It is unfortunate and quite weird to find someone who takes seven years to attain a Bachelor’s Degree, but I am one of those rarities. It wasn’t my original plan to spend this long as an undergraduate and changing my major between music and psychology so many times, but in my seven years working to attain my undergraduate degree, it has taught me that I can change my decision and my life plan as many times as I want until I finally find what I want to — and what I’m supposed to — do.
Before last month, my plans for after graduation were nowhere to be found if I wasn’t accepted into graduate school solely because I didn’t have a Plan B. Thankfully, on my best friend’s birthday, I was accepted into graduate school.
That same week, I also received graduation information in the mail ordered my cap and gown.
It’s incredible how my life has changed drastically because I know for a fact that I will be graduating in May and that I will be moving to Denver this summer for graduate school. I walked into the University of the Rockies in Denver yesterday and it became so incredibly real. I spoke to a couple of the professors in other specializations as well as the admissions specialist that I have been in contact with since September. After that, I ended up walking around the 16th Street Mall and took in the realization that I will be walking up and down that street on a daily basis for the next two years beginning in August.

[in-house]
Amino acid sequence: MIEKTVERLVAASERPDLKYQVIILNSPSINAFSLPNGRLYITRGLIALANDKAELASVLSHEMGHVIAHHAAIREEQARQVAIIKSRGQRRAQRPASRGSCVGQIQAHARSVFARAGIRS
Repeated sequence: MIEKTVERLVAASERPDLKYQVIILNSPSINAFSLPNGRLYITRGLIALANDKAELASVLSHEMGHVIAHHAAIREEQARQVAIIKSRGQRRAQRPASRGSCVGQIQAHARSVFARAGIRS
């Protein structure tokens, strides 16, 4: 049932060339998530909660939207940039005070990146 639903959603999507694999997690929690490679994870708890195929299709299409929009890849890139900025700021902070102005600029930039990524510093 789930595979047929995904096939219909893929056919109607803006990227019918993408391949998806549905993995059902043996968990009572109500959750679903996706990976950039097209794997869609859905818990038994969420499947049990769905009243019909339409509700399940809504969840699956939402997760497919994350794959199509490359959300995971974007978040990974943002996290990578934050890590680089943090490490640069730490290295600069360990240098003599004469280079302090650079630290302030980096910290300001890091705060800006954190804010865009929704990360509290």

The only thing I’m worried about is how my classes are going to interfere with going to baseball games and concerts, especially when I’m already going to three concerts and one game after classes start.
Females nowadays are pressured more to be accepted into society and they pay a heavy price to be able to.
Not just the mass media, but all of the American society has created the image that women have to be a certain pant/dress size, wear certain brands of clothes and makeup, being tan, — I mean, I can go on for days — yet what the media portrays beauty, not even the models are considered perfect. This is because photos are Photoshopped to a degree where even the model states “that’s not what I actually look like” and they post the original photo outtake from the photoshoot to show that they’re not as perfect as everyone else think they are.